In our latest edition of The Good Music Club, we find Austin band Little Radar picking up where White Denim left off, stirring up a huge buzz in just about a year and a half with their slightly fuzzed and layered indie anthems. They recorded (in a living room) and released their EP Kill A Buffalo in January 2011 to much acclaim. Their full length debut Up in Arms, released in April 2012, is a careful mix of light-heartedness and modern songwriting. Definitely a band to watch.
Little Radar's 2011 EP Kill A Buffalo was the opening salvo from a band that quickly gained a reputation as a must-see, must-watch act. Little Radar spent the year cutting their teeth in Austin, TX venues such as The Mohawk, Club Deville, Stubb's, The ND, and Frank. By the end of 2011, Little Radar had been featured on Laurie Gallardo's Austin Music Minute, David Brown's Texas Music Matters, and KUTX Song of the Day.
In 2012, with support from Music Box Media and Transmission Entertainment's From the Mind of Adi, Little Radar released their sophomore effort Up in Arms to a full house at The Mohawk. Up In Arms demonstrated a clear step forward for the band and provided the cadence for their steady march upwards in the ranks of the competitive Austin music scene. In support of the new release Little Radar collaborated with Will Rimmer, the founder of emerging videography company Robot Fondue, to film the high-energy underwater video for their single "Spitfire." Filmed entirely with GoPro HD cameras, the video masterfully captured the essence of a carefree outdoor day party spent with friends, but only after everyone had called out of work.
"I always loved videos that scripted a story around a party, so we thought why not take it a step further and shoot the entire thing under water to separate ourselves from what has already been done," says guitarist and lead vocalist Sean Hale.
GoPro, taking note of the heavy buzz around the video, began promoting "Spitfire" through their official social media outlets.
Perpetuating the energy of their furious start to 2012, Little Radar coordinated their first tour, and in late October began a journey from Austin, TX to Brooklyn, NY. On the eve of their departure for New York, the band heard the first news of a storm that soon became Hurricane Sandy; 48 hours later they arrived in Brooklyn, the day after she slammed into the northeastern seaboard.
"You always hope your first tour will be memorable, but I don't think any of us could have imagined what we would see and the stories we would get to be a part of on that first run," says guitarist Trevor Hale.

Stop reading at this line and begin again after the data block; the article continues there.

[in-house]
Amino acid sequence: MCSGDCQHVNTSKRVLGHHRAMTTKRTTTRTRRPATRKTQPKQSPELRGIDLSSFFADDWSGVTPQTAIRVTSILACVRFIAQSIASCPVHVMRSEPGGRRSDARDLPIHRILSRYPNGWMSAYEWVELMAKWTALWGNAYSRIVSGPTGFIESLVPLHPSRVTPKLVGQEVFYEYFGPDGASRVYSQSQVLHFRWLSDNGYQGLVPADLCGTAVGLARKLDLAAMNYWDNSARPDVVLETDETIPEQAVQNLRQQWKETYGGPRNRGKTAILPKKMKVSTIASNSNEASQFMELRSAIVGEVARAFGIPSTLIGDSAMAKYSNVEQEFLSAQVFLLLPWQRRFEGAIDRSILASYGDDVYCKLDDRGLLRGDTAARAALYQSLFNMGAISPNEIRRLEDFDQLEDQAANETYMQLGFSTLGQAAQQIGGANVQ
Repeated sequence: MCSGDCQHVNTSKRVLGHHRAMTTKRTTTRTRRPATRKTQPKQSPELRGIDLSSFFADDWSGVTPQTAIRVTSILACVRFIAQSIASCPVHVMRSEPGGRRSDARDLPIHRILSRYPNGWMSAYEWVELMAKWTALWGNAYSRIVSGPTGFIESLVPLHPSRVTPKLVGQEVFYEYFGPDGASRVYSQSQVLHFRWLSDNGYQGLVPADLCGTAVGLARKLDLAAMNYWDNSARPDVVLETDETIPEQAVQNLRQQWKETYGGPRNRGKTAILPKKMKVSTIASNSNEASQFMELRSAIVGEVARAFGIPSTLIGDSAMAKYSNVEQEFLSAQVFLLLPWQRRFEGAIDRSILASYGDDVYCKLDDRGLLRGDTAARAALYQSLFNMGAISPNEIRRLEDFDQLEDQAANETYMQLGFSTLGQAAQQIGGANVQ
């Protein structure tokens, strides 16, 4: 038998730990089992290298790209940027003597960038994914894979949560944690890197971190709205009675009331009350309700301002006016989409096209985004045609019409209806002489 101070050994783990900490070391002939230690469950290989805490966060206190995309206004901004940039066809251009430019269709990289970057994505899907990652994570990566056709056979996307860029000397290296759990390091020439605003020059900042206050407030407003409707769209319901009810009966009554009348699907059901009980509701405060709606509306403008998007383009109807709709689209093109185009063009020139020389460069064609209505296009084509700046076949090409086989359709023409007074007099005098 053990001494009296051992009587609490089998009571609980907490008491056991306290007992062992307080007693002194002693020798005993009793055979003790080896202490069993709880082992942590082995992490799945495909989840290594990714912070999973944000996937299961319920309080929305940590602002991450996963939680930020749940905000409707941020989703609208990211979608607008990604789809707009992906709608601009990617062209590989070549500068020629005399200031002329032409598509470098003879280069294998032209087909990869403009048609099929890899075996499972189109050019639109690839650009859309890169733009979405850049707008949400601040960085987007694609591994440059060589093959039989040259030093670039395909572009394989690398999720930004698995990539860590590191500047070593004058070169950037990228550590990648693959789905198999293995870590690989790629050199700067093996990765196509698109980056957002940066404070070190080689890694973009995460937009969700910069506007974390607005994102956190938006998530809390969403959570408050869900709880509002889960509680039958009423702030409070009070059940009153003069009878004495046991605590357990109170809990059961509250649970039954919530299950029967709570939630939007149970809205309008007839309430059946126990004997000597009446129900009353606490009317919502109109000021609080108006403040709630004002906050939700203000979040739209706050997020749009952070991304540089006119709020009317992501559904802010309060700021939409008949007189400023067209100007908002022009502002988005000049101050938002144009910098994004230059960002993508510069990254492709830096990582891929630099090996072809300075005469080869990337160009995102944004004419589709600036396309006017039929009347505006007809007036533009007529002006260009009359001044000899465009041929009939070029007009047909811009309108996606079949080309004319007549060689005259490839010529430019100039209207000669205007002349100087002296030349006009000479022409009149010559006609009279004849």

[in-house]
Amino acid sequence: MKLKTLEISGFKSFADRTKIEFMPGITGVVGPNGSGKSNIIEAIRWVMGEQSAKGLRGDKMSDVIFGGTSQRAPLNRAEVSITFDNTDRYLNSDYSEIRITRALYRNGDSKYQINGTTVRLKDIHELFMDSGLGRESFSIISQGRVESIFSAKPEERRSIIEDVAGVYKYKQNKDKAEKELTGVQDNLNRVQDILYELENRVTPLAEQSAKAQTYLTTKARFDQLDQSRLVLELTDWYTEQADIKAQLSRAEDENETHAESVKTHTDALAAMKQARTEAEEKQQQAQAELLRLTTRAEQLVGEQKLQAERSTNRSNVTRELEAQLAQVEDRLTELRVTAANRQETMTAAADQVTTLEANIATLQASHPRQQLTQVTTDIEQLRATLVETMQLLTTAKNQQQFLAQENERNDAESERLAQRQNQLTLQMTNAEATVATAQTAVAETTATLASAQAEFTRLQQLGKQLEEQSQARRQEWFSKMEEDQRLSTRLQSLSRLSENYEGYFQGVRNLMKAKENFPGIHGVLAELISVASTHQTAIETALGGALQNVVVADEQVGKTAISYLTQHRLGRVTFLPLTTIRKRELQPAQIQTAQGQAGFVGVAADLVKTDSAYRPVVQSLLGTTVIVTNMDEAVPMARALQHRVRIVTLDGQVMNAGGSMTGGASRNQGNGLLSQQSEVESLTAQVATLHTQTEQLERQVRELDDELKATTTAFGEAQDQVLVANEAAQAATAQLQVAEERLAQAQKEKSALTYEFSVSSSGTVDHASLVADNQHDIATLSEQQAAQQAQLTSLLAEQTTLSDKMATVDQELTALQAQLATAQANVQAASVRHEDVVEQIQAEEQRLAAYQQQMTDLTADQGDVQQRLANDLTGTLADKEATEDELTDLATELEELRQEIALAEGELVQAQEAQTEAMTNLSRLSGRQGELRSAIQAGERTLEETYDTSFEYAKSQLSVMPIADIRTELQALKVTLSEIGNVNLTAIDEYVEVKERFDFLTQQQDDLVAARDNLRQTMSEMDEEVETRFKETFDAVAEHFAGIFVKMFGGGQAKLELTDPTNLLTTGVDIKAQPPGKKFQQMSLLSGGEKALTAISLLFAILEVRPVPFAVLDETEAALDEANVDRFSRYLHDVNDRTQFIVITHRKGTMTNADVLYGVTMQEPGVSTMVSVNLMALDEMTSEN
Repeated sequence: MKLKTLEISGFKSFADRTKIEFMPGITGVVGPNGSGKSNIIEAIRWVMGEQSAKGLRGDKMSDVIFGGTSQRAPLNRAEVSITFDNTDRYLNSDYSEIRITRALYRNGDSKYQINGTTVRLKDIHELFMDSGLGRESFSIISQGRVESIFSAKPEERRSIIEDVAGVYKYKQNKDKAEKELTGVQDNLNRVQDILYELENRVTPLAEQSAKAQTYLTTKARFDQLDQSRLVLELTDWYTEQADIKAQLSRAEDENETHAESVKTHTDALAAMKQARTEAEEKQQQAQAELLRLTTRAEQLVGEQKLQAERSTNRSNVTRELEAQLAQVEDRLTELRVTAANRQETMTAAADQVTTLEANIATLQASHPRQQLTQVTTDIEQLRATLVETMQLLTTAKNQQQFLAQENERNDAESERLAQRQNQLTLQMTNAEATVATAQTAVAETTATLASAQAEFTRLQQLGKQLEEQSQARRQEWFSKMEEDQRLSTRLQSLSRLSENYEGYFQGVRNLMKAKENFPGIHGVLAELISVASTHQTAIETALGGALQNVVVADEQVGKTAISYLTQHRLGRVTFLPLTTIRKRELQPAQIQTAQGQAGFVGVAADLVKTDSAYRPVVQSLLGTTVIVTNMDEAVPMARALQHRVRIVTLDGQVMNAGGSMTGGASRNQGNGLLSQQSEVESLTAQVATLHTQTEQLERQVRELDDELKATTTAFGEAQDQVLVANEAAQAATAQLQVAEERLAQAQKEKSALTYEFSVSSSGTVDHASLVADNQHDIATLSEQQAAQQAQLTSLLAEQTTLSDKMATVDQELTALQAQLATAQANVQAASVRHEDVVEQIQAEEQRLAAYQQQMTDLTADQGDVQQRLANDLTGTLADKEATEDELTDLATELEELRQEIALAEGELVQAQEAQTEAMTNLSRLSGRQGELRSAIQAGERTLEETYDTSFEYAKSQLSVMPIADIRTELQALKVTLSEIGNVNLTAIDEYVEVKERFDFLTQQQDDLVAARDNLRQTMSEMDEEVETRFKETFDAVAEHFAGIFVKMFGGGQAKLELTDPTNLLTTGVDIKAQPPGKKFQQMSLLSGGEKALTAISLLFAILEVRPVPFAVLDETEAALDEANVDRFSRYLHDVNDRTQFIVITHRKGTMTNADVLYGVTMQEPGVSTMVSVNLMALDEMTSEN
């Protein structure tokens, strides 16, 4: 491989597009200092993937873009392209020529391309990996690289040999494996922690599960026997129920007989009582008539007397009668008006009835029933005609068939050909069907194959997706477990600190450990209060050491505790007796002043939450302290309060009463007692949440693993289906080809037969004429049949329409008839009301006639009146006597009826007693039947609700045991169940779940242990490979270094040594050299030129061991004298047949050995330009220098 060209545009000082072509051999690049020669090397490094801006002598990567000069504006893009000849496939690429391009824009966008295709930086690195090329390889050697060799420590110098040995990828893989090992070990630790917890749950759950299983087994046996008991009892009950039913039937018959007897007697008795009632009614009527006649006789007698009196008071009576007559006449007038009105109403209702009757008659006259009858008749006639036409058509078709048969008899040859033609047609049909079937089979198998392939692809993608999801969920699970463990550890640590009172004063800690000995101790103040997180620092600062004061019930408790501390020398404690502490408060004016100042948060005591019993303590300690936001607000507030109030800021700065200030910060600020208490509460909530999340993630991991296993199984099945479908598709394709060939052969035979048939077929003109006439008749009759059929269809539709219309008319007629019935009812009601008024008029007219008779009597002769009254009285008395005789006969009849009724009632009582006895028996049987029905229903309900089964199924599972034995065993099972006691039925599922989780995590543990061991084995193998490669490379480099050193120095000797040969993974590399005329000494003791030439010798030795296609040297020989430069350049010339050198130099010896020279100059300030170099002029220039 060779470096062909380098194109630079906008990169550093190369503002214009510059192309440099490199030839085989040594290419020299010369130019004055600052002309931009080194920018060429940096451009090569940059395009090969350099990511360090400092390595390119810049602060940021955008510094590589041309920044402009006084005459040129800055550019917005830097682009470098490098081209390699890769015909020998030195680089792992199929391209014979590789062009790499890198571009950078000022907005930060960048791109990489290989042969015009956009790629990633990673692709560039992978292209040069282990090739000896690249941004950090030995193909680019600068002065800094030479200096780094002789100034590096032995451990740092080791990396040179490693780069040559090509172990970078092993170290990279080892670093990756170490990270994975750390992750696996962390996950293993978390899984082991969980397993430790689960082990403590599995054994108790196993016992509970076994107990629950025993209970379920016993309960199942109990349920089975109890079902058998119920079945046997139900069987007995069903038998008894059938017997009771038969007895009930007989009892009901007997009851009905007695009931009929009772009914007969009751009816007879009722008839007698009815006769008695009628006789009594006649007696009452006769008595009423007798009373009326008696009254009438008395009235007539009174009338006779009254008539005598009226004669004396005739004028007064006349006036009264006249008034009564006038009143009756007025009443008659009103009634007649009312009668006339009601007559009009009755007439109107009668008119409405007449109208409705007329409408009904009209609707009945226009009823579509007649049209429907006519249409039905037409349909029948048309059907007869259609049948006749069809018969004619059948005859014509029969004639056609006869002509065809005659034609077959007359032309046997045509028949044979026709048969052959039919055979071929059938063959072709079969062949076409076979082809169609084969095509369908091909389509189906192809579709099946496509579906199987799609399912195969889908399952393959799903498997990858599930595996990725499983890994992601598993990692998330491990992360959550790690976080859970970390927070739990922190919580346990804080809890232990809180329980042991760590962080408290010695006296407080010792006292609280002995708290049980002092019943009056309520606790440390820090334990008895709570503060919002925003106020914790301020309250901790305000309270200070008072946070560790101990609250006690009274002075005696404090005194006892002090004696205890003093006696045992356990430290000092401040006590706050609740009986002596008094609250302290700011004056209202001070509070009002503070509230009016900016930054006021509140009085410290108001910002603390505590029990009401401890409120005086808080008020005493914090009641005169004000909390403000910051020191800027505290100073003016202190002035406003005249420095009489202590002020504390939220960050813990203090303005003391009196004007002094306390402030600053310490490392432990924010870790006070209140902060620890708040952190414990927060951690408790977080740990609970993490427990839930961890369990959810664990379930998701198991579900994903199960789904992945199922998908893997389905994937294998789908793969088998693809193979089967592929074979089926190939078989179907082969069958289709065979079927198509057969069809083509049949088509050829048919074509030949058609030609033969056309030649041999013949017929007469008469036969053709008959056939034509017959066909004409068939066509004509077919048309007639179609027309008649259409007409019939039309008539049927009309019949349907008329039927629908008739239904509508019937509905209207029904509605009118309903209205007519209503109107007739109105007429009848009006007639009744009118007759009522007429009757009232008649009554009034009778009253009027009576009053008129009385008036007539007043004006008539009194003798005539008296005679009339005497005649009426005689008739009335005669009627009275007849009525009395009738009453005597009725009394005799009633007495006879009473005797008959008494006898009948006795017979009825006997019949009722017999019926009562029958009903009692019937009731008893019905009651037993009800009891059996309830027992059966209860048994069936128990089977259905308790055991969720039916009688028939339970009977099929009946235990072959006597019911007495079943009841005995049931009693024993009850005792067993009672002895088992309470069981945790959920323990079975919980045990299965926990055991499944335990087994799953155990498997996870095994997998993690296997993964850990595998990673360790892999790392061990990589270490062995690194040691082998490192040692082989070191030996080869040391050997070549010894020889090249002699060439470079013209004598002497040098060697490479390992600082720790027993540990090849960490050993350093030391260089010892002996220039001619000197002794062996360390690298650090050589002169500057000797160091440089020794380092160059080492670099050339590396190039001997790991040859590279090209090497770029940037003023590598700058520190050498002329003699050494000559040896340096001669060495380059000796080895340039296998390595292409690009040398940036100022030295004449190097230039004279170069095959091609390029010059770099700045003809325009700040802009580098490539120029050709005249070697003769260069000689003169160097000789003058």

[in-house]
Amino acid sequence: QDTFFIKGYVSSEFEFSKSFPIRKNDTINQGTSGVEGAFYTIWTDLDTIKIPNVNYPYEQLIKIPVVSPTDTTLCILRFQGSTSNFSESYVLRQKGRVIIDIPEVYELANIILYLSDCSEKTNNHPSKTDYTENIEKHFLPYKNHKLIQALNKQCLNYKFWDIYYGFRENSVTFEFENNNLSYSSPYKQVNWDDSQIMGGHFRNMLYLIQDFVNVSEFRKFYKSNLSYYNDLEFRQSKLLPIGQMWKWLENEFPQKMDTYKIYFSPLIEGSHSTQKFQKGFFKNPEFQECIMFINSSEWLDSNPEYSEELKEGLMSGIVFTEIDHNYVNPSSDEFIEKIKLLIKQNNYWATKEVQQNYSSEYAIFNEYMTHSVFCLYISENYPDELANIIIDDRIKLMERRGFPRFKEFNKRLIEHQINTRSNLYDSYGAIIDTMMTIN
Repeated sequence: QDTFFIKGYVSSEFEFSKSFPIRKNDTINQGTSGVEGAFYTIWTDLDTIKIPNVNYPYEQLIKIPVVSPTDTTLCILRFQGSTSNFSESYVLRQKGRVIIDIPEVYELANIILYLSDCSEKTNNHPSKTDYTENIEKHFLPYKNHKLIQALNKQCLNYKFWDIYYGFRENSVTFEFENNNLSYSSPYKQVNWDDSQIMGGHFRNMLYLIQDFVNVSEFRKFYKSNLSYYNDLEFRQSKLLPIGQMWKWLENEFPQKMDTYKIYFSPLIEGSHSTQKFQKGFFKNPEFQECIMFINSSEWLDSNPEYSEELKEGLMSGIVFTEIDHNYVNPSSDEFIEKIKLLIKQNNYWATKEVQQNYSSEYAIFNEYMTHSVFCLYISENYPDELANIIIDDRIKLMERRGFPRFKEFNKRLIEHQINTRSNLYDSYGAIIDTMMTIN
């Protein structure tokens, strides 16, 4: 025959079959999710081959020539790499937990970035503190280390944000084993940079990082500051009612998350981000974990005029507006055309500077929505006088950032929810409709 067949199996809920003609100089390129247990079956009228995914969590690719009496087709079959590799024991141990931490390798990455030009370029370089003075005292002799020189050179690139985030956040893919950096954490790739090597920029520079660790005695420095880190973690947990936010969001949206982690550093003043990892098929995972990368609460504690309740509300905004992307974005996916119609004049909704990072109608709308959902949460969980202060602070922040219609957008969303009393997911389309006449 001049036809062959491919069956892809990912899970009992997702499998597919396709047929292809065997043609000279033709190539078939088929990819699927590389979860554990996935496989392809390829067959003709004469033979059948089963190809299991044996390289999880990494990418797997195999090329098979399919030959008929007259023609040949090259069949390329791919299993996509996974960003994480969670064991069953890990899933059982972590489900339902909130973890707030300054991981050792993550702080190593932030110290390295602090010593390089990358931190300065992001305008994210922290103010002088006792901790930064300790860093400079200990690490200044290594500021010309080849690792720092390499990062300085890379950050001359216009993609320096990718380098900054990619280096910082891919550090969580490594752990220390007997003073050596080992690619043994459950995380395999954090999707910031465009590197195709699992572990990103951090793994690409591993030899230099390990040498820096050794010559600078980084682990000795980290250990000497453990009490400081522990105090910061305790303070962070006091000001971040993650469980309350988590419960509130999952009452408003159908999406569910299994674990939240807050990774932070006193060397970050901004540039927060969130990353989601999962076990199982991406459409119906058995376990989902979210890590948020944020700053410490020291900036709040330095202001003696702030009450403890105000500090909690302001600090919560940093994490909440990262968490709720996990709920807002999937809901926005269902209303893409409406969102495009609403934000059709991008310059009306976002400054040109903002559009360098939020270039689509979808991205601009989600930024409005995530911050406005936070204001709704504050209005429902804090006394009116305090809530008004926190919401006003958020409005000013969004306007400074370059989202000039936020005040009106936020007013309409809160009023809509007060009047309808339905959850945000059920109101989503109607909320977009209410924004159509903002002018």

Finding themselves surrounded by the disruptive fallout of the storm, Little Radar performed their first ever New York show at a packed-house Red Cross benefit for the urgent Hurricane Sandy disaster relief. After a three night run in the City that included an unforgettable show at esteemed DIY space Dead Herring, they returned to Austin to perform another benefit show for a Brooklyn studio complex that had been flooded during the storm. Despite having their first tour immersed in struggle and harsh reality, Little Radar's efforts were rewarded.
Their tour itinerary included an invitation to survey Sputnik Sound in Nashville, TN, a studio run by Grammy-winning engineers Mitch Dane and Vance Powell; the encounter would provide the foundation for a fruitful, exciting, and collaborative relationship between the band and Mitch.
"Mitch played us samples of the recent work he had doneI remember looking and the guys and we were all smiling; we were sold," says Sean.
In February 2013 Little Radar made their way back to Sputnik Sound, buried the outside world for a week, and used Mitch Dane's invaluable production skill to craft an album that reflects upon universal and personal shortcomings, successes, and the inevitable ghosts that tag along; an album of souvenirs.
"The rapid speed at which we were forced to work was really a blessing. There was hardly time to eat, let alone make a self-indulgent record," says bassist Grant Himmler.
While keeping a frantic pace in the studio, Little Radar was able to explore new sounds and textures in a way they haven't in the past, melding percussion, keys and synthesizers with their guitar-centric style to broaden the auditory landscape on Souvenirs.
"We had the chance to make a record in that classic way that we've all dreamed aboutlive tracking to tape, through a Neve, in a studio where you can't help but be creativefew bands get to do that. That experience is something that I think really shows up on this record. It's something we were all a part of and are all proud of," says Trevor. Drummer Derek Woodruff agrees adding that "Mitch made it clear from the start he was on our side and his goal was to push our limits both creatively and sonically. He wanted nothing more than to preserve the artistic integrity of the band and to magnify our strengths as song writers. We are absolutely stronger as a unit because of our time spent with Mitch."
Little Radar's first full-length album, Souvenirs, is slated for release in August of 2013. Expanding upon their truly unique, layered blend of indie rock, folk, and psych, the new album promises to propel Little Radar to greater heights and give every listener something special to take home.